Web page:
Team:Cornell/project/background/fungal toolkit

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<h6>Background</h6>
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<a href="http://2012.igem.org/Team:Cornell/project/background">Overview</a>
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<a href="http://2012.igem.org/Team:Cornell/project/background/fungal_toolkit">Fungal Toolkit</a>
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<h2 class="centered">Fungal Toolkit</h2>
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This year, we are working to develop a toolkit of genetic parts for engineering complex fungi, particularly plant-pathogenic basidiomycetes. We were inspired to do so by a local company, Ecovative Design, that uses lignin-degrading fungi and plant matter to produce a biodegradable Styrofoam substitute. Upon consulting the company on their production process, we found that their production efficiency suffered due to contamination from pathogenic molds, which inhibits the growth of the desired fungus and compromises entire batches of material. Our group recognized that this problem could be solved with a very rudimentary genetic circuit, which confers resistance to specific mold species, but that both industry and academia largely lack standardized fundamental tools for engineering fungi. We seek to empower Ecovative and other organizations to use fungi to develop sustainable technologies.
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We are working with the fungus Ganoderma lucidum, a model organism for the class of wood-rot fungi that is used in Ecovative’s products. We have assembled a number of constructs for the production of pigmentation, fluorescent proteins, as well as simple antibiotic resistances that we are seeking to transform by both random insertion and homologous recombination into the organism’s genome. These proof-of-concept tools are necessary to optimize our process so that we can then obtain rigorous, reliable characterization data for the antifungal gene we are seeking to introduce, a protein that specifically targets Aspergillus niger. However, as Ganoderma does not have a well-standardized transformation protocol and takes several days to grow to an appropriate density, we are also conducting much of our basic fungal characterization work in a species of Cochliobolus, a simpler fungus. In addition, we are seeking to introduce a novel viral regulation system into fungi; similar systems have been used successfully in mammalian cells, and this system would greatly expand the accessibility of fungal genetic engineering beyond experienced mycologists. This system allows us to conduct preliminary characterization within E. coli, a much simpler system for acquiring quantitative data.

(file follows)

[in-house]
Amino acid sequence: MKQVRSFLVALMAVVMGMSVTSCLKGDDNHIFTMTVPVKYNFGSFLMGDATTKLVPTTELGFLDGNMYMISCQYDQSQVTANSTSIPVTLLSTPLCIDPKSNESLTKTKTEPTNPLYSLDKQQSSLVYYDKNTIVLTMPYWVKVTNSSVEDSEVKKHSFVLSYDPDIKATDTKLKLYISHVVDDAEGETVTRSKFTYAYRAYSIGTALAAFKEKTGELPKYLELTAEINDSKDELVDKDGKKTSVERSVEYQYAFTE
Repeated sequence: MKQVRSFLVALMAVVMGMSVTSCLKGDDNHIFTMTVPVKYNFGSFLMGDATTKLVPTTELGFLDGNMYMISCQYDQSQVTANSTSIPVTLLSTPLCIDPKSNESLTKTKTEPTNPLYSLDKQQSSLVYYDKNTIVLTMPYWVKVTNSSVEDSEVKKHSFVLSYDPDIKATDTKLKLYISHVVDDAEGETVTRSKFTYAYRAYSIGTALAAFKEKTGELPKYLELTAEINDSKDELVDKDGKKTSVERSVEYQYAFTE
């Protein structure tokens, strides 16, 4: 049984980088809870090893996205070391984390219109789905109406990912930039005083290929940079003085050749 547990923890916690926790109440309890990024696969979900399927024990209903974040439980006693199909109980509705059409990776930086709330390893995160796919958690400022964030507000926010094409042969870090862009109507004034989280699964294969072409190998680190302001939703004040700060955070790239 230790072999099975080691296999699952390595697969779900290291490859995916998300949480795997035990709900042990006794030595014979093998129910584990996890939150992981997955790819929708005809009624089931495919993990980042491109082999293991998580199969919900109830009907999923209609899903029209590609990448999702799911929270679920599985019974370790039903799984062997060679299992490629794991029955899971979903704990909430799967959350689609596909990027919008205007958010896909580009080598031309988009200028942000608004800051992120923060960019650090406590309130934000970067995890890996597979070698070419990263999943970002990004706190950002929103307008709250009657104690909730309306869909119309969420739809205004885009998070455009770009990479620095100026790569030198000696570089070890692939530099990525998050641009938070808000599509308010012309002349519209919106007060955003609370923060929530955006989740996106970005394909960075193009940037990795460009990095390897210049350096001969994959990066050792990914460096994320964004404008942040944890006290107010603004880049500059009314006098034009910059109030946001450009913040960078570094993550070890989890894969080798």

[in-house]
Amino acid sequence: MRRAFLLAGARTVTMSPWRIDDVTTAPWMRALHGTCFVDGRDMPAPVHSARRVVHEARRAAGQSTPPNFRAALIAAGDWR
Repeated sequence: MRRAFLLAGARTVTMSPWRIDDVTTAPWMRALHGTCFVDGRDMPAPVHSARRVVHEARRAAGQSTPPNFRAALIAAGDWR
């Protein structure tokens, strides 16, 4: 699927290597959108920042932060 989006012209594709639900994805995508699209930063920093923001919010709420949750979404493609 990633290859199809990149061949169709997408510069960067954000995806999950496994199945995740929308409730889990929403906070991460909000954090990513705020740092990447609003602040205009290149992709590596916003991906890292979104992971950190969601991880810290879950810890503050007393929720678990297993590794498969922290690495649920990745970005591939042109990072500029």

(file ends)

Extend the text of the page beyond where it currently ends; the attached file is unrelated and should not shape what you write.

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We are also implementing a number of biosafety measures within our toolkit, including a recombination system that has previously been demonstrated to work in simpler fungi, which will allow us to remove antibiotic resistance genes and targeted antifungal compounds before the end of the production process, in order to prevent them from spreading into the environment. Our products would also be subjected to heat treatment that is able to kill all cells and degrade much of its DNA in the final packaging product, so as to avoid transfer of genes from engineered to native strains. The strain we are seeking to develop would be  huge boon to the economic viability of their product, as it would allow them to more easily maintain the high levels of quality control that are necessary in scaled-up production.
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The product that we are seeking to improve, known as “mushroom packaging,” is a sustainable and necessary alternative to Styrofoam. Polystyrene can take hundreds of years to degrade in landfills and produces dozens of identified chemical toxins upon combustion, thus posing difficulties for disposal. Recycling of Styrofoam is incredibly inefficient at all levels; it suffers from low rates of recovery from consumers as most cities do not accept it for recycling, it is expensive to sort and transport to the appropriate specialized processing plant, and the actual process of recycling it involves high temperature and pressure conditions that consume large amounts of energy. Ecovative’s alternative requires only two feedstocks, fungal inoculum and sterilized plant matter, both of which readily degrade in the environment. The fungi used in their products are not typically used for food purposes and can be easily isolated and grown in controlled conditions. The feedstocks can include any form of plant matter, as cellulose is the key component of the plant matter that is needed in the final product, but the material properties vary with the feedstock. They have found that dense materials like stalks and seed husks, under-utilized components of agricultural waste, are optimal for their production. In this way, they are able to avoid using components that are in higher demand, such as food crops or even compost. For these and other considerations, their product has been granted the Cradle to Cradle Gold Certification.
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Latest revision as of 15:17, 27 September 2013